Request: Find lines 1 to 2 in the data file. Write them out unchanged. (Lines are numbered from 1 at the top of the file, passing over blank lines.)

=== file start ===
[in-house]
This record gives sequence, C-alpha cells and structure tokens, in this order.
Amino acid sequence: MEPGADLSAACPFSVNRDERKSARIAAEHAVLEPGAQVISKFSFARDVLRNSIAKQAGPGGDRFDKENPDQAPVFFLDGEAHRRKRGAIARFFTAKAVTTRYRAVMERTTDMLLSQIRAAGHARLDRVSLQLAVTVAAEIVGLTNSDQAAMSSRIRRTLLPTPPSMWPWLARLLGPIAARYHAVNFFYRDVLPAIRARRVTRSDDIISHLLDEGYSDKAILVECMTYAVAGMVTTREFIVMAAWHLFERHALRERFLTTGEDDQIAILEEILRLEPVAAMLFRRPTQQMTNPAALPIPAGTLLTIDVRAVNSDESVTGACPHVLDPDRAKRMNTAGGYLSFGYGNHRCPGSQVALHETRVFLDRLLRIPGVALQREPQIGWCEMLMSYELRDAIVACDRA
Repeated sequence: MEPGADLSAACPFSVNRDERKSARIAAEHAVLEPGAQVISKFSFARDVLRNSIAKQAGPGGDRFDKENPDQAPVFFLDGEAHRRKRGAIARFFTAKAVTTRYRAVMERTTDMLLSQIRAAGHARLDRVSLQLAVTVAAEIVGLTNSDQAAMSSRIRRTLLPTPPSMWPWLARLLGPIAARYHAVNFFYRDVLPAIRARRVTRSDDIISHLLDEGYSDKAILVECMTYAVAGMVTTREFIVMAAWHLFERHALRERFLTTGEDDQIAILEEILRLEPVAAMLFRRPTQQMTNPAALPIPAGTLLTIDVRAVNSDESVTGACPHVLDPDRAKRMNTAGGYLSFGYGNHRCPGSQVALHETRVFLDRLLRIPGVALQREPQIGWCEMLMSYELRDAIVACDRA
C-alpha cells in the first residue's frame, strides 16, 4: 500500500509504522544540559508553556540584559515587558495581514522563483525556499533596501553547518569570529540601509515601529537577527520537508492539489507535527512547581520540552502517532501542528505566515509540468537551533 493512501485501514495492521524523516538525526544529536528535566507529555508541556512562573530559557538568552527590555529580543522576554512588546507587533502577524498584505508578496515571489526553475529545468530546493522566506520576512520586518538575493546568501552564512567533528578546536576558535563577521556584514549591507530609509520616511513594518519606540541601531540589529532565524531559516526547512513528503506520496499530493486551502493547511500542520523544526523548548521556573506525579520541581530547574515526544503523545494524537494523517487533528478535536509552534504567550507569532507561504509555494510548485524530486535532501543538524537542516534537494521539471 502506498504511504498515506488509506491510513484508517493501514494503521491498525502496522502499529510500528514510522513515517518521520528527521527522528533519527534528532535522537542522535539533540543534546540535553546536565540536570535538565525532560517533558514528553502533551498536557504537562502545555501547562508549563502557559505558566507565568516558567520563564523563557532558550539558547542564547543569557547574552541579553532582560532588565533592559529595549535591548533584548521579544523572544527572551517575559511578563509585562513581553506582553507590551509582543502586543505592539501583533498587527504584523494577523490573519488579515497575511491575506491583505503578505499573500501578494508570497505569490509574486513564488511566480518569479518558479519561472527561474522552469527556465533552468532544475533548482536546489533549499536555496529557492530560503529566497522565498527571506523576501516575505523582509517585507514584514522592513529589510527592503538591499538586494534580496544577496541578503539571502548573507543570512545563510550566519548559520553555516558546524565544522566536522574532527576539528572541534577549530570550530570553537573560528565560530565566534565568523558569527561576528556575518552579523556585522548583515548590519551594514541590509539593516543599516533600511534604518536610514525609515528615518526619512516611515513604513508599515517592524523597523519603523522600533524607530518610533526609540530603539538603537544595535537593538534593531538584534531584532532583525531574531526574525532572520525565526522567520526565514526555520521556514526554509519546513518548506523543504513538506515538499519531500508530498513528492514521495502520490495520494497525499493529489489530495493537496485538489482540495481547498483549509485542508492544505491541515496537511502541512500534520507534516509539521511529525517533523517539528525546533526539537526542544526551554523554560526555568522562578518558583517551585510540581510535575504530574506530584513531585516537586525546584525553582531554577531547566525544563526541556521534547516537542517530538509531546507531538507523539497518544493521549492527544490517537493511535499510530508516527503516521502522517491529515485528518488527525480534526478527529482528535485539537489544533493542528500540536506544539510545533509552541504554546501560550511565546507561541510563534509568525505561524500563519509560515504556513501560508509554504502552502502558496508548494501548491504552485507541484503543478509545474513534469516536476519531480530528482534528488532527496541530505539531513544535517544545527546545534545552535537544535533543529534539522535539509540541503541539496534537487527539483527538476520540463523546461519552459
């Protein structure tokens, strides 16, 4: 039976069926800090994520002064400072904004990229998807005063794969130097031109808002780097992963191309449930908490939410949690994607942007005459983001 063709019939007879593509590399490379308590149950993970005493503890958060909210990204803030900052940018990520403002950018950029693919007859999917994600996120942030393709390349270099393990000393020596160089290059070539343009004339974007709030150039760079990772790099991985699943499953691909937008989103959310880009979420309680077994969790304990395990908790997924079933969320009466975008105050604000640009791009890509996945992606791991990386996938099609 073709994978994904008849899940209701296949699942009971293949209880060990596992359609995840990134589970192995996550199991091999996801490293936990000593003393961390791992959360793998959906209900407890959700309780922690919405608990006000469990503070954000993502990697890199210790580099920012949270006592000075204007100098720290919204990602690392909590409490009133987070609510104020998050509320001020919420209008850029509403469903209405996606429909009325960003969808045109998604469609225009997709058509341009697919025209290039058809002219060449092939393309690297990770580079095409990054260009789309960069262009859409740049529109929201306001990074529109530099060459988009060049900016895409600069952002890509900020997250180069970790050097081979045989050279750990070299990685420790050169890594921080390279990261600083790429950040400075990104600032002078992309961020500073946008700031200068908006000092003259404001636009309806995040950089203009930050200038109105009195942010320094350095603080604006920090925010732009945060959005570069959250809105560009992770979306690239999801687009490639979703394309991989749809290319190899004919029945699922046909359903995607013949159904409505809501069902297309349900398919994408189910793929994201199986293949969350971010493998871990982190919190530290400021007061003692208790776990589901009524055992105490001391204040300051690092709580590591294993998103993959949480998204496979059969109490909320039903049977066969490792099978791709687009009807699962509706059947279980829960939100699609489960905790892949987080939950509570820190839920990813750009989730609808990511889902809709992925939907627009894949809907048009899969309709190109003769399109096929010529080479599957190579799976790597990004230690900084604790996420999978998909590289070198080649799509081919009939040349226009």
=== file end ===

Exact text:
[in-house]
This record gives sequence, C-alpha cells and structure tokens, in this order.